The Florida Panthers are a polarizing team. On the surface, it seems they took a large step forward last season by winning the Southeast Division, holding off the Washington Capitals in the season’s final days. However, they garnered the third seed in the East despite a playoff-worst minus 24 goal differential, aided by a league-high 18 overtime losses. The Panthers bowed out to the eventual Eastern Conference Champion New Jersey Devils in seven games, losing the final two games in heartbreaking overtime losses.
Nonetheless, 2011-2012 was definitely a good year for a franchise that had not seen playoff action since 2000. Whether they have enough talent to make another playoff run in the shortened 2013 season has been hotly contested in hockey circles throughout the offseason (what little hockey talk there was) and they are an interesting young team to watch in 2013.
Here’s my preview for the Panthers, including key additions, losses, and players for the upcoming season as well as a prediction for their final record and conference position. Let me know if you disagree or if I missed anything in the comments!
Key Additions: D Filip Kuba, C Peter Mueller, RW George Parros
Florida did not make many offseason moves to improve their roster, but with a strong top line of RW Kris Versteeg, LW Tomas Fleischmann and C Stephen Weiss, the Panthers may believe there were not many moves they needed to make. Their goal-tending duo of Jose Theodore and Scott Clemmensen was top-10 quality and they often did just enough to win hockey games.
Kuba will add a different element to the Panthers blue line as he replaces D Jason Garrison (which I’ll get to in a minute). Teaming up with D Brian Campbell should give Florida a strong combination on their first line.
Mueller could add scoring on one of Florida’s lower lines, with the potential for double-digit goals. Also, he is just 24 years old and is still developing as a player. Parros will not do much other than eating up penalty minutes and playing “enforcer.”
Key Losses: D Jason Garrison, C John Madden, LW Wojtek Wolski, RW Mikael Samuelsson
The loss of Garrison is what hurts the Panthers the most. He had a career-high 16 goals and anchored the Florida defense last season, tallying a +6 plus/minus. His donning of a Vancouver Canucks sweater this year will leave some big shoes to fill for the Panthers. They hope Kuba will aid in that pursuit.
Samuelsson put up 13 goals in just 48 games for the Panthers since coming over to the team in a trade with the Canucks early in the season. He will be missed on the power play and as a reserve offensive player but he is replaceable.
Despite his namesake having claimed a Super Bowl in 1976, Madden will not be missed. Disregarding fans, of course, neither will Wolski. The Panthers can replace each of them within the organization.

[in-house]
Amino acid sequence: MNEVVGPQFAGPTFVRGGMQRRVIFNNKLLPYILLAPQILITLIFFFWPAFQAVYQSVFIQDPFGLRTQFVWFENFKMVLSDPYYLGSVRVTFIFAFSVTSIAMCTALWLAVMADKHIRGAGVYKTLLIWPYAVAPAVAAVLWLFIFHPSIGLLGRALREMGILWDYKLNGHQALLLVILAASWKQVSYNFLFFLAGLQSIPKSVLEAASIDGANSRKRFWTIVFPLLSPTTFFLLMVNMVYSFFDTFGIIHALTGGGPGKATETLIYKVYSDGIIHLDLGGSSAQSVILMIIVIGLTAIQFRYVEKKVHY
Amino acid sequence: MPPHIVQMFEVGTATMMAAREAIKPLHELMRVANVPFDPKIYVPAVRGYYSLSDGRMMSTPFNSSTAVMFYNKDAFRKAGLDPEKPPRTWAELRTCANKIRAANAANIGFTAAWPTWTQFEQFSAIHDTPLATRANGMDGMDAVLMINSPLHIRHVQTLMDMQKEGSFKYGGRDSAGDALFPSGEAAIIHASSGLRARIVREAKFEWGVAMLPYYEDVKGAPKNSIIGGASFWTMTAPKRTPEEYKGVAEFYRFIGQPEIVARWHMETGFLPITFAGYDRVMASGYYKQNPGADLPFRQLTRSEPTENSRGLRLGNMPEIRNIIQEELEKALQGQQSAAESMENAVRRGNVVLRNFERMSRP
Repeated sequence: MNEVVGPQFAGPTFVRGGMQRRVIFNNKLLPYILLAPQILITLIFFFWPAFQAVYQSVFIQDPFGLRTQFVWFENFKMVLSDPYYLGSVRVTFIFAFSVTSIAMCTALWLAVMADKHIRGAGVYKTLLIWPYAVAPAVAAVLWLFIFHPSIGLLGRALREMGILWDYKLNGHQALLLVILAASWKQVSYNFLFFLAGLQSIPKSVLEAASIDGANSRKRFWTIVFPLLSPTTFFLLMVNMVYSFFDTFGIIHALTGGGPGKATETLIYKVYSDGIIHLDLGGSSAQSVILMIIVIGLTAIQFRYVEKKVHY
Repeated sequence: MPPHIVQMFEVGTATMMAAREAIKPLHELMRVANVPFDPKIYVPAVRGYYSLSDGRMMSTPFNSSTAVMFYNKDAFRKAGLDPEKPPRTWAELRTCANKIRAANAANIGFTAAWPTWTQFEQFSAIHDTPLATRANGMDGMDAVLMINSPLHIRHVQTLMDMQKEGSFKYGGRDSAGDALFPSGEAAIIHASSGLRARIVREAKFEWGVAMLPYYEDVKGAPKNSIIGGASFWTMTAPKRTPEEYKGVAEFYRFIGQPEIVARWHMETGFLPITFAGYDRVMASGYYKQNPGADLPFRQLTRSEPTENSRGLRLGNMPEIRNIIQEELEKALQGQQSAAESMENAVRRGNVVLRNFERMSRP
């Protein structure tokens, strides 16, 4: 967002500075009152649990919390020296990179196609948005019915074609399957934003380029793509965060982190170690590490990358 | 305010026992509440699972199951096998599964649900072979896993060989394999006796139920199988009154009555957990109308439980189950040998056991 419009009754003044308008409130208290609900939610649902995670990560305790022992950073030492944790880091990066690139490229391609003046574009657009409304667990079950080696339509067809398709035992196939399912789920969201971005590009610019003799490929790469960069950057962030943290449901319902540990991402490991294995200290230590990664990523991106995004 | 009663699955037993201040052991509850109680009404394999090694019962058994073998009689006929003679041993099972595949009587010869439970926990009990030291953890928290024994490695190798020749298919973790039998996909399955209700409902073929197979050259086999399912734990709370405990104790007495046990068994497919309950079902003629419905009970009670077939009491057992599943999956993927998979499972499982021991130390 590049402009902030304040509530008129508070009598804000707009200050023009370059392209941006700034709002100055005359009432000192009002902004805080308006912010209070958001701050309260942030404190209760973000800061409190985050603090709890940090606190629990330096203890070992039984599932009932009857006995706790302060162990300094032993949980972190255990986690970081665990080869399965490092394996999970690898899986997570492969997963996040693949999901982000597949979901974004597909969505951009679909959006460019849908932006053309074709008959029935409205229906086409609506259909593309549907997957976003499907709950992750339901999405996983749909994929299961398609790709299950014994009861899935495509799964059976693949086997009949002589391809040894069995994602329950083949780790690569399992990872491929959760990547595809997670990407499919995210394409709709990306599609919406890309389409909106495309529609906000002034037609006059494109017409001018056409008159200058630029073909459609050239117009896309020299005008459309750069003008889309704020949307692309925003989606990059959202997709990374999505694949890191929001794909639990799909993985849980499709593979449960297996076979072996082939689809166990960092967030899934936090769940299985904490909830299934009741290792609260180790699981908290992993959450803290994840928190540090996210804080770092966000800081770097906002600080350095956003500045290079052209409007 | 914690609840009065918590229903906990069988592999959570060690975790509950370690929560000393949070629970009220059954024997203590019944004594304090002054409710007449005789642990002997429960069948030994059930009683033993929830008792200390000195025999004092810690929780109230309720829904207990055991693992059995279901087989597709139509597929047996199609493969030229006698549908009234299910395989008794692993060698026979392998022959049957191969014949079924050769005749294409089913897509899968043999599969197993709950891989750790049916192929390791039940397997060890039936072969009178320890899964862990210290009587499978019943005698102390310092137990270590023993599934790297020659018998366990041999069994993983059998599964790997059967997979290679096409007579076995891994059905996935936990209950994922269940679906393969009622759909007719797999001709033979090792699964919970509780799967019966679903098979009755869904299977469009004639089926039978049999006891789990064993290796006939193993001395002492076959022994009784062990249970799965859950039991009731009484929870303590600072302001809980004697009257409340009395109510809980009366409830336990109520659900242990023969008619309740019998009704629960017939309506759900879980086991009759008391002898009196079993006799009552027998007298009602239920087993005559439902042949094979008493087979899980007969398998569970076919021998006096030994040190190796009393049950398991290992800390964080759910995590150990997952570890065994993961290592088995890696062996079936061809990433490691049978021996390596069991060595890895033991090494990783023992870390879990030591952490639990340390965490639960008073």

Key Players: C Jonathan Huberdeau, D Filip Kuba, G Jose Theodore
Huberdeau, the third overall pick in the 2011 entry draft, has torn up the minor leagues and appears to be ready to join the big show with the Panthers in Sunrise this spring. He put up 105 points in 67 games in 2010-2011 before putting up 72 in 37 games last year. While he may have been ready to play in the big leagues last season, the Panthers decided to hold off just one more year.
Huberdeau is certainly NHL-ready and should play an important factor as Florida needs another scorer to step up this season to make up for their inadequate goal differential that can come back to bite them sooner than later.
Theodore will be another key factor in turning around the contradictory goal differential. Not only did he over-achieve last season (kind of like the team) but there are now talks of the Panthers acquiring Roberto Luongo from the Canucks. I am talking about the Canucks much more than I thought I would in this preview.
Nonetheless, in order to quell the rumors and silence the critics, Theodore needs to step up his game in 2013.
Finally, as I mentioned before, Kuba needs to replace Garrison on the defensive line and could easily take a lot of flak if the Panthers play poorly. But it looks like the Panthers will go where their goal-tending takes them.
Prediction: 19-24-5, 43 points, 11th seed Eastern Conference, 4th place Southeast Division
• 4 games against two divisional opponents (8)
o WAS 1-2-1 (3 points)
o CAR 2-2-0 (4 points)
• 5 games against two divisional opponents (10)
o TAM 3-2-0 (6 points)
o WIN 3-1-1 (7 points)
• 3 games against 10 conference rivals (30)
o NYR 0-3-0 (0 points)
o PIT 0-3-0 (0 points)
o PHI 1-2-0 (2 points)
o NJ 1-1-1 (3 points)
o NYI 1-1-1 (3 points)
o BOS 1-2-0 (2 points)
o OTT 2-1-0 (4 points)
o BUF 1-1-1 (3 points)
o TOR 2-1-0 (4 points)
o MON 1-2-0 (2 points)
• FINAL RECORD—19-24-5, 43 points
I am in the camp who believes this team massively over-achieved last season. You can only survive with a goal differential as terrible as theirs for so long before it comes back to bite you. In this shortened season following an offseason where they did not make many key moves that worked in their favor, I think the Panthers will struggle to play at the level they did last year and fall short of the playoffs.
I have them coming in behind the Capitals, Lightning and Hurricanes in that order in the Southeast, beating out the Jets. They are a house of cards built on sticks wrapped in tissue paper and I think they will not duplicate their success from last year. I mean, they cannot keep picking up cheap points by losing over 20 percent of their games in overtime again, right? Right?!
On a positive note, if Huberdeau does come out strong and begin to merit Calder Trophy chatter early on while Theodore continues to play way above his head and keep the Panthers in games, they could improve significantly over my prediction. The Southeast is undoubtedly going to be an exciting division to watch this season and the Panthers should make for an interesting team to look out for under second-year coach Kevin Dineen.